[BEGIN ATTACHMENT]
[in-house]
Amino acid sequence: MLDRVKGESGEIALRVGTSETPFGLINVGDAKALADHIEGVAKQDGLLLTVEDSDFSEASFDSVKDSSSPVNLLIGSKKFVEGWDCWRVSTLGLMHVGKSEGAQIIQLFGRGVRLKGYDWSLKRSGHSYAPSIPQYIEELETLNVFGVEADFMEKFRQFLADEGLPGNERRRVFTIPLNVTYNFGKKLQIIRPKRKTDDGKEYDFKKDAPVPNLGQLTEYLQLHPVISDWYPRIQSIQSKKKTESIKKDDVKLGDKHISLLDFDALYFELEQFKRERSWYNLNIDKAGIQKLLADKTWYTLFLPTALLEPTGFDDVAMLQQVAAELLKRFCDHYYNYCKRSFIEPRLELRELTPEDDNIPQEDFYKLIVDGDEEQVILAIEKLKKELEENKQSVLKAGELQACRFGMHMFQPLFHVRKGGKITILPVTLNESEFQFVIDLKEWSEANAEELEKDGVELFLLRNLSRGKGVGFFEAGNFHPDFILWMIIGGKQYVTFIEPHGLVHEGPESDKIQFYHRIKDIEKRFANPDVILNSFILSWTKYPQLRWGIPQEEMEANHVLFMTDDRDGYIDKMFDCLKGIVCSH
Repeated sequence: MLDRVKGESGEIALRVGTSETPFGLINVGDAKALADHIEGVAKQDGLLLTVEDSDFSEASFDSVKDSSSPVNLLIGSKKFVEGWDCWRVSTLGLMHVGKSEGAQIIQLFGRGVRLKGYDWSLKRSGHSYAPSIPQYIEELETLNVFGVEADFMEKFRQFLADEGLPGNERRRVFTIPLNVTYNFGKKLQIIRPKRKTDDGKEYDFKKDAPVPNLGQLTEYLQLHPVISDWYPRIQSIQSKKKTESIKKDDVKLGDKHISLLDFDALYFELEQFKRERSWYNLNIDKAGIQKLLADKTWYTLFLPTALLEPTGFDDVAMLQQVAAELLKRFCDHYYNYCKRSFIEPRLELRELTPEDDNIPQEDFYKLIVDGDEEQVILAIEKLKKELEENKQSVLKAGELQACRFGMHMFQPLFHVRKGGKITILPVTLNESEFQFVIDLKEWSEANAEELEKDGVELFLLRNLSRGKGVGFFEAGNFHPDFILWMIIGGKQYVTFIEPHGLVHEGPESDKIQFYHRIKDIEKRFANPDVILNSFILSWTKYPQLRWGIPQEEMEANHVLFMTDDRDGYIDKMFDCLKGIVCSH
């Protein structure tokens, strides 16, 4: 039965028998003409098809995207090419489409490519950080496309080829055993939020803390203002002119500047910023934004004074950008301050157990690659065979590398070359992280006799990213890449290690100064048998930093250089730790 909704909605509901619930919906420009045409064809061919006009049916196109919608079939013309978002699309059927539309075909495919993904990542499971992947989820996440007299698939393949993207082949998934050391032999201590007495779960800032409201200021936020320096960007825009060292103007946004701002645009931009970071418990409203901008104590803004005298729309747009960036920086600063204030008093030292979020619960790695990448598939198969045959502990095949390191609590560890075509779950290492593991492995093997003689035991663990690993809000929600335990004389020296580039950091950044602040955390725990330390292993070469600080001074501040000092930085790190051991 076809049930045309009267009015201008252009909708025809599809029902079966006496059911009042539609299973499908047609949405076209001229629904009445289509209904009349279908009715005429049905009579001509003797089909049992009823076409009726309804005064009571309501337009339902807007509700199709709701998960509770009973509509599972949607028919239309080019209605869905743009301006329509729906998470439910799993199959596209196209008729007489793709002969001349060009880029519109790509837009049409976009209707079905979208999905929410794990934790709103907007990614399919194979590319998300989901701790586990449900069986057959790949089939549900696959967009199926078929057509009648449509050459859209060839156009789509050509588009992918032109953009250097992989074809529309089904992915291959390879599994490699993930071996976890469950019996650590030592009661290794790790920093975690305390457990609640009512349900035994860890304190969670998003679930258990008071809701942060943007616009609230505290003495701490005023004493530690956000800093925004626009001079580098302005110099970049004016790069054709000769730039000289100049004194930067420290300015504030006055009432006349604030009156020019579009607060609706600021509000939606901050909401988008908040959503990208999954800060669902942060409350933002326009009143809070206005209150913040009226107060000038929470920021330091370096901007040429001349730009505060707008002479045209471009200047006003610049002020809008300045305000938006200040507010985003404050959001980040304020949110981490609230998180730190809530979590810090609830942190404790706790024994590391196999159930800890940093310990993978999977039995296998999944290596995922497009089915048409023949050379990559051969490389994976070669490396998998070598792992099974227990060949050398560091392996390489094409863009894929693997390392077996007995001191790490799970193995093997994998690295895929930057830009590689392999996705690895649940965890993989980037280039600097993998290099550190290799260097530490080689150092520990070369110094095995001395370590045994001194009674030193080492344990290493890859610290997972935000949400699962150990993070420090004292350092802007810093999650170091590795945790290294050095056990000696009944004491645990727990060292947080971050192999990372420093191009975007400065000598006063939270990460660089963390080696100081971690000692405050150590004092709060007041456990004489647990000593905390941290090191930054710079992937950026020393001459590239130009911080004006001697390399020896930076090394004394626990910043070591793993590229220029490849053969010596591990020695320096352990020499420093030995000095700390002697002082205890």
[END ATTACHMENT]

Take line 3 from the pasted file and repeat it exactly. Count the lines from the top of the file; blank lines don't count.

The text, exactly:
Repeated sequence: MLDRVKGESGEIALRVGTSETPFGLINVGDAKALADHIEGVAKQDGLLLTVEDSDFSEASFDSVKDSSSPVNLLIGSKKFVEGWDCWRVSTLGLMHVGKSEGAQIIQLFGRGVRLKGYDWSLKRSGHSYAPSIPQYIEELETLNVFGVEADFMEKFRQFLADEGLPGNERRRVFTIPLNVTYNFGKKLQIIRPKRKTDDGKEYDFKKDAPVPNLGQLTEYLQLHPVISDWYPRIQSIQSKKKTESIKKDDVKLGDKHISLLDFDALYFELEQFKRERSWYNLNIDKAGIQKLLADKTWYTLFLPTALLEPTGFDDVAMLQQVAAELLKRFCDHYYNYCKRSFIEPRLELRELTPEDDNIPQEDFYKLIVDGDEEQVILAIEKLKKELEENKQSVLKAGELQACRFGMHMFQPLFHVRKGGKITILPVTLNESEFQFVIDLKEWSEANAEELEKDGVELFLLRNLSRGKGVGFFEAGNFHPDFILWMIIGGKQYVTFIEPHGLVHEGPESDKIQFYHRIKDIEKRFANPDVILNSFILSWTKYPQLRWGIPQEEMEANHVLFMTDDRDGYIDKMFDCLKGIVCSH